The accidental Attabad Lake is a metaphor for the way Pakistan is being governed. The tremendous water belly, 23 kilometres in length and as deep as 350 metres, was not formed in a day. Like most problems related to efficient and effective governance in this country, this was a modest accumulation that started about the same time this year did. While the landslide that blocked the path of natural water flow was considerable, it was not an impregnable wall. Moreover, there was plenty of information out there pointing to the potential dangers that official neglect could cause to the villagers on the expanding banks of the lake.
Yet as is the wont and practice of the government, no one paid attention to the looming threat. The local community went blue in the face shouting for help; the media, in spite of being consumed by the many other colourful and attention-catching issues, still managed to provide sufficient space for these apprehensions to be aired and reported. The local politicians, with their ears bent to the ground, too, made noises. Yet the government at the centre were nonchalant. It said nothing except make an occasional statement of perfunctory concern. It required neither a Herculean effort nor the brains of Einstein to nip this problem in the bud. It simply needed attention and deployment of the resources at hand to quickly clear, with foreign help if necessary, the blockade. As with hundreds of other solutions that are available for dozens of basic problems ruining the lives of Pakistan’s ordinary citizens, this solution was not applied. The result is before us. Just like the law and order situation, supply of clean water or regular electricity, Hunza’s gigantic lake has aggravated to become a near catastrophe.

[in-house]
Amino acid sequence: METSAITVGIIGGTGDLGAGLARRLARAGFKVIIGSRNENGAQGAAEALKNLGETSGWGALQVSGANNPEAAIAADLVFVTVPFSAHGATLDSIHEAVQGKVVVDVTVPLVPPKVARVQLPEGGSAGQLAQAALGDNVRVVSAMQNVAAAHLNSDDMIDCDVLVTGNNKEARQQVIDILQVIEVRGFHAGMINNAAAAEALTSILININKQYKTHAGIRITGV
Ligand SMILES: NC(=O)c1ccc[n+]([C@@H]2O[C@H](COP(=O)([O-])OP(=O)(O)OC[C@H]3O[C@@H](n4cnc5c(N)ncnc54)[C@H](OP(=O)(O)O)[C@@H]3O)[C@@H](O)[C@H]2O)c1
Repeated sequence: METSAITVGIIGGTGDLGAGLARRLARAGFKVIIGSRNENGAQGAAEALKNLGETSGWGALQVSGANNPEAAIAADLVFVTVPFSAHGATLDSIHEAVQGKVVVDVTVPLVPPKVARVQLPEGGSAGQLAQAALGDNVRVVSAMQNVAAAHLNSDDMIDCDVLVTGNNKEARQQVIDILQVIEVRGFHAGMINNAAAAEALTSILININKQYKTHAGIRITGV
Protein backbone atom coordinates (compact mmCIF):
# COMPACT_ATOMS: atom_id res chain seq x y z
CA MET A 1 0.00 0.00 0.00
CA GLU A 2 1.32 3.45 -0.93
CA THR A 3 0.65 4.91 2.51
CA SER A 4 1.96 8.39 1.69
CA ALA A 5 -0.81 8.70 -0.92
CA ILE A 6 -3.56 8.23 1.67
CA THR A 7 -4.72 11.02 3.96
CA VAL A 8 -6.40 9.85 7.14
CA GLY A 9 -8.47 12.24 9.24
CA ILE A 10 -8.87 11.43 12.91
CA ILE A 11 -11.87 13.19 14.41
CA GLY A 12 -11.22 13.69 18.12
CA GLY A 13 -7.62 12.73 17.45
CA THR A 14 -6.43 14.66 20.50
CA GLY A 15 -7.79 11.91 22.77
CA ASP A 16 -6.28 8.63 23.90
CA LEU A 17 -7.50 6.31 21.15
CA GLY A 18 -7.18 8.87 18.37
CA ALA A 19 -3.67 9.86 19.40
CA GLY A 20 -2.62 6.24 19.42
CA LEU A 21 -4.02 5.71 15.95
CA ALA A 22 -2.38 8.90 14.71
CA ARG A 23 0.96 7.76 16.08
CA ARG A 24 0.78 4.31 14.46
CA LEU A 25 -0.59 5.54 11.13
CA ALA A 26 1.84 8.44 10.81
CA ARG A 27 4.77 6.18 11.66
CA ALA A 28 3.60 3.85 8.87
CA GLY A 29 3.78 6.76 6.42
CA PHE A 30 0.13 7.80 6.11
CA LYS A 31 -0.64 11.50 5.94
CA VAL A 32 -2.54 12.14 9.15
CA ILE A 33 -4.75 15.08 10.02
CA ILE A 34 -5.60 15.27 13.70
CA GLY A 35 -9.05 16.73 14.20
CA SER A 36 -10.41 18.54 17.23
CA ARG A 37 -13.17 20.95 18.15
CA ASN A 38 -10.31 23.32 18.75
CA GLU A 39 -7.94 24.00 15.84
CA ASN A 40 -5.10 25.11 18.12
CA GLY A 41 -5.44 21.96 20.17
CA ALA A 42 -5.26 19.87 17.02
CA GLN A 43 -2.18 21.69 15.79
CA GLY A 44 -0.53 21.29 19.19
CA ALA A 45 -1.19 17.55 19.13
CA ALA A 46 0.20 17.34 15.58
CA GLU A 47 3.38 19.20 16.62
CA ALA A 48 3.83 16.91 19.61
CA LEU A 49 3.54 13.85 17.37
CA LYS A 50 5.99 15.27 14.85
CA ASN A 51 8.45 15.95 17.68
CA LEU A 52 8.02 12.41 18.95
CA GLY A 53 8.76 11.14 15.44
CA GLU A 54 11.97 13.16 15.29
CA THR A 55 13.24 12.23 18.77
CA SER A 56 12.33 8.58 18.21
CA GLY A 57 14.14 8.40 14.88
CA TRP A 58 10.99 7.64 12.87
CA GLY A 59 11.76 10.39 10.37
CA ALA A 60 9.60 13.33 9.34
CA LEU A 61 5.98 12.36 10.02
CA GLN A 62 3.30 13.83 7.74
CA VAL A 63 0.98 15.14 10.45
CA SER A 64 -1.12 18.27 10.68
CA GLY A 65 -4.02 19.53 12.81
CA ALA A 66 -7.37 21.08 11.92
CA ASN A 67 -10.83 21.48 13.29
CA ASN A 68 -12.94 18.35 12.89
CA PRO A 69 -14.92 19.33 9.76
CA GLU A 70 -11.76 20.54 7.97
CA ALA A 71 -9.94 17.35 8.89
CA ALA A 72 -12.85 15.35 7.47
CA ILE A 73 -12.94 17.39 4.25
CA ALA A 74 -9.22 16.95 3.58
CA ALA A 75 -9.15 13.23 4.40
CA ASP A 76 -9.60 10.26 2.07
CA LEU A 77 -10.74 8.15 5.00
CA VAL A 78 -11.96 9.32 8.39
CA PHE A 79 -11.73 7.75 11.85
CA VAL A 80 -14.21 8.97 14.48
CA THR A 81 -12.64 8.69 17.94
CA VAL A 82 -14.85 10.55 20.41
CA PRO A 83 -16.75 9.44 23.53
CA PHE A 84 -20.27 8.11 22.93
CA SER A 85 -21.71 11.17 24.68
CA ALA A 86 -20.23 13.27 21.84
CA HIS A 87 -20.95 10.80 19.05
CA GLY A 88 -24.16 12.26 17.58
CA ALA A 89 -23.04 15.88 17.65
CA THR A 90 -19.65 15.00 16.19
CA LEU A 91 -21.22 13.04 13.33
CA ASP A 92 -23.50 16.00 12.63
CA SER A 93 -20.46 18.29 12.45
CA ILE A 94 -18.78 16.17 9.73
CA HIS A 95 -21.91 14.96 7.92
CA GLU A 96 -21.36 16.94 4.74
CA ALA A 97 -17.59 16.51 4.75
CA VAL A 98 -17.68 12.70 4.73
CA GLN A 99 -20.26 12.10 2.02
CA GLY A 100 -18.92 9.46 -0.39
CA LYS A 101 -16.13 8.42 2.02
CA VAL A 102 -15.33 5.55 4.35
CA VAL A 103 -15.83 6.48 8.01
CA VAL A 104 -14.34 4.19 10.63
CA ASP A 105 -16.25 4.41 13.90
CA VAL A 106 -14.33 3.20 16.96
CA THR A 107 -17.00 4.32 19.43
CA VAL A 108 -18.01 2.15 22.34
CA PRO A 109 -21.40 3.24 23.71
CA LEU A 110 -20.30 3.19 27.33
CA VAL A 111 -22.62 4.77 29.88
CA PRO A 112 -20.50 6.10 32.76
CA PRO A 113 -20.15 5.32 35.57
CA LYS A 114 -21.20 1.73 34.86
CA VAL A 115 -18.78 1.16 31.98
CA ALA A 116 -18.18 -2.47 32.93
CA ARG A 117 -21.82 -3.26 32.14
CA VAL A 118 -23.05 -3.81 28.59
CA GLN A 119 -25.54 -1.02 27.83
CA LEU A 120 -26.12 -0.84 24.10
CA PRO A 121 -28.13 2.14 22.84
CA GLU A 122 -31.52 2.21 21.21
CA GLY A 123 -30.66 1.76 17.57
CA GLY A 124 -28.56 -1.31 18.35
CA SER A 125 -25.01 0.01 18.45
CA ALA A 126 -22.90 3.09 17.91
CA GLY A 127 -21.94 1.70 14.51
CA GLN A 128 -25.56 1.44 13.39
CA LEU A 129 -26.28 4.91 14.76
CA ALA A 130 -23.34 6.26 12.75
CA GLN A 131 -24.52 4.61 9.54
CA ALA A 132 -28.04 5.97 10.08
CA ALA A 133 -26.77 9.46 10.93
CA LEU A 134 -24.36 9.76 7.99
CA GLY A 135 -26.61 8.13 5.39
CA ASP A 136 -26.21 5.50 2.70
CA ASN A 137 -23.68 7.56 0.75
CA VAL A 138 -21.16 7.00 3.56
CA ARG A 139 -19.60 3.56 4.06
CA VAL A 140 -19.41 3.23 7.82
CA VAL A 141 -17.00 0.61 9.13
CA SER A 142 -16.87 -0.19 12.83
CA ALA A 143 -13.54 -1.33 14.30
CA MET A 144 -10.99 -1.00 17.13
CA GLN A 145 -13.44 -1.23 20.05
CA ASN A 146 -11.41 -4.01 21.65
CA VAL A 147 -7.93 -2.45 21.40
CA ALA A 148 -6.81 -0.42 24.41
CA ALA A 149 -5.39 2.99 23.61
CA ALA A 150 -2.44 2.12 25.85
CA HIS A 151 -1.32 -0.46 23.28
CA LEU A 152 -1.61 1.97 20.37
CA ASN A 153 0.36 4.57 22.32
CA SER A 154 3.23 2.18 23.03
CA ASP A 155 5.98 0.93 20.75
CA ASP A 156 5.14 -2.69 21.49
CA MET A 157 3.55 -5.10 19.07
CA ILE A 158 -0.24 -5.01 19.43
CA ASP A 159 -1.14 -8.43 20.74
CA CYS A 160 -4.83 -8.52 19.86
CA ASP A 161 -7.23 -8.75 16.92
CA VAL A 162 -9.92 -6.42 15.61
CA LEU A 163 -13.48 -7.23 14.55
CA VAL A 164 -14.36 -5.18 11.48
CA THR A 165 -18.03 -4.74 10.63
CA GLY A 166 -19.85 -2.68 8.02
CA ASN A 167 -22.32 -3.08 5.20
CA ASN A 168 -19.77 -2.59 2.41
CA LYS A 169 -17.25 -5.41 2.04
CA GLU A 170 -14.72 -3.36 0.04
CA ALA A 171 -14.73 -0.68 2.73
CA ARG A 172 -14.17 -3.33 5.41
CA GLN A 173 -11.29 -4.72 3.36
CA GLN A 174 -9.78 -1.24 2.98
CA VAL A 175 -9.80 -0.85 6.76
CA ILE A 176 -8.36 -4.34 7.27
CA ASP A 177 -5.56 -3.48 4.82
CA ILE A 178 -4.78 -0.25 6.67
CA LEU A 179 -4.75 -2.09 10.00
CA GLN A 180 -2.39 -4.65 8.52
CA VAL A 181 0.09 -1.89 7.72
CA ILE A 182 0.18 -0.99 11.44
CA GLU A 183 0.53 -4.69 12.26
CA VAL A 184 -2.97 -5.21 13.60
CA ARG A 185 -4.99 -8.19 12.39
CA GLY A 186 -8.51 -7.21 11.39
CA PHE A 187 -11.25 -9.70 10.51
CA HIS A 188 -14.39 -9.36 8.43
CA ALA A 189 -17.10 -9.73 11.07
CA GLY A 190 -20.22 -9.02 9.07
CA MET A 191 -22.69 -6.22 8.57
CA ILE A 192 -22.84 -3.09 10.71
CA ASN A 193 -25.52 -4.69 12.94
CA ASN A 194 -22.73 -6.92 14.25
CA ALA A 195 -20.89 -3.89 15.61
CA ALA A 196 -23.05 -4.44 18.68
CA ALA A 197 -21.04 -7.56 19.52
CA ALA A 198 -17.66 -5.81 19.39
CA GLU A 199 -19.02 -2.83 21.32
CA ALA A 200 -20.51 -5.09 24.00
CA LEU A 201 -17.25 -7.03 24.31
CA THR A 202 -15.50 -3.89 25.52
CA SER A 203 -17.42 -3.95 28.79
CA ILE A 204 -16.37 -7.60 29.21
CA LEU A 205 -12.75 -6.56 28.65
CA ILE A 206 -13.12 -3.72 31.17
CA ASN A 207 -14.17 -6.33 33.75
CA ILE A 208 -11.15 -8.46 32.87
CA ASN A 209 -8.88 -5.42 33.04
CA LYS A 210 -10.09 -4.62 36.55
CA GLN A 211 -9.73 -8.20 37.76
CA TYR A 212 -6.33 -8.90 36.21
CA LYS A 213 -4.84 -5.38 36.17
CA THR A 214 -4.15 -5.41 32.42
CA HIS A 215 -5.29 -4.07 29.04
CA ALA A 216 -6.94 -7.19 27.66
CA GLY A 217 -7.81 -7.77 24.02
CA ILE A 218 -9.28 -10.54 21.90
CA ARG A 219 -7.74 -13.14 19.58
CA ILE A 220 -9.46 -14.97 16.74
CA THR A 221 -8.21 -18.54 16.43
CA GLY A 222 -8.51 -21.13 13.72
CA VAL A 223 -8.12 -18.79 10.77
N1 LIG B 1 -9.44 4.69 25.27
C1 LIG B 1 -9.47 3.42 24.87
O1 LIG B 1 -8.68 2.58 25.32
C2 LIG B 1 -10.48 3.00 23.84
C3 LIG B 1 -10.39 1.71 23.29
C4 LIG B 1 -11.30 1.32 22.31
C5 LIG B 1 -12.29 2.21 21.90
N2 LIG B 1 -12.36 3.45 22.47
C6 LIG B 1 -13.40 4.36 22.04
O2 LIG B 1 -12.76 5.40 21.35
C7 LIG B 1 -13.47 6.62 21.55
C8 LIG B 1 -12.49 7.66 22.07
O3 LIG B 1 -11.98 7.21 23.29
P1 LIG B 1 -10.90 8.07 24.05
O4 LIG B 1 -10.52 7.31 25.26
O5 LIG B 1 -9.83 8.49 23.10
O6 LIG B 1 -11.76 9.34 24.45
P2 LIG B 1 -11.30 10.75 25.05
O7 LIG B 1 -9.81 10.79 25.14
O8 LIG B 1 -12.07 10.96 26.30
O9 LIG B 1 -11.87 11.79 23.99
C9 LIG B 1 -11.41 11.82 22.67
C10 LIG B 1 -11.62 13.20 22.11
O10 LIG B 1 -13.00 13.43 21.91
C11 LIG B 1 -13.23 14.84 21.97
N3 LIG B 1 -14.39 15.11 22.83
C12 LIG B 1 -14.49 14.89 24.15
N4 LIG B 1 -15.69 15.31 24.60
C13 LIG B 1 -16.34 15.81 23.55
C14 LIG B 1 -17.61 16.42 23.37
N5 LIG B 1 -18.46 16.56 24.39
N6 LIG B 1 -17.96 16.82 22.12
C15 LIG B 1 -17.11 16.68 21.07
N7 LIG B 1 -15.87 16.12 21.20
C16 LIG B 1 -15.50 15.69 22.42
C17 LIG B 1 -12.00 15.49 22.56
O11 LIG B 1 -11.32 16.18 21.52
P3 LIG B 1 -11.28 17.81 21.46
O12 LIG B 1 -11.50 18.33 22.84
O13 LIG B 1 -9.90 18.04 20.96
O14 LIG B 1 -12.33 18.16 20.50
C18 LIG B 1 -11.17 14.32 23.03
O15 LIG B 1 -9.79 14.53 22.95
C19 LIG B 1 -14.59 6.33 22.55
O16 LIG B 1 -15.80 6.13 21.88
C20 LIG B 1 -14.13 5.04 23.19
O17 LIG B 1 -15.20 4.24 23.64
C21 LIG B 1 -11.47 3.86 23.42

The government representatives’ response to the ringing of the alarm bells on the lake menace has been no different from their reaction to the hue and cry that people raise when they see official inaction. The information minister, Qamar Zaman Kaira, who has become the PPP’s strategic weapon of offence against critics, brushed aside all those talking about the coming crisis. Berating media Jeremiahs who were shouting to focus official attention on the issue, he promised to the locals a solution in seven days — after which life would be back to normal. His colleagues in Islamabad, spoke, half seriously and half in jest, of the upside of the lake: an Allah-mandated dam in a country where building one with political effort seems next to impossible. If communities get displaced as a result of natural calamity, one of them was heard arguing at a dinner table, would be so much easier to deal with: they had to accept their fate rather than flying at the government’s throat with relocation and compensation claims. This typified the present-day governance model which promises the moon in seven days and then hopes for divine intervention for the journey to start. (I am sure Mr Kaira has an immensely impressive-sounding defence of his position on this score.)
But the striking resemblances in the formation of the Attabad lake and the government’s governance module doesn't end here. It tallies in another and a most important respect. In solving the lake problem the government faced no major hurdle. This particular area of government authority was not challenged by the judiciary, nor — to use the president’s mystery phrase — “political actors” of the biased section of the media. There was no intelligence agency hatching lethal plots, and no general was standing in the way of free, swift action. Yet the government looked the other way and pushed thousands of people, including its voters, in harms way, jeopardising a significant part of a centuries old life style.
This unmitigated disaster in Hunza is no different from countless terrible happenings in our lives that could be prevented by timely action — and where the government faces no hindrance from any quarter. The landslide that has caused the lake to come up is indeed the work of nature. But since then every drop that has gone into the making of the hydro hydra belongs to the government’s dripping incompetence. It is not a lake. It is the world’s largest water grave of governance.
Published in the Express Tribune, May 24th, 2010.
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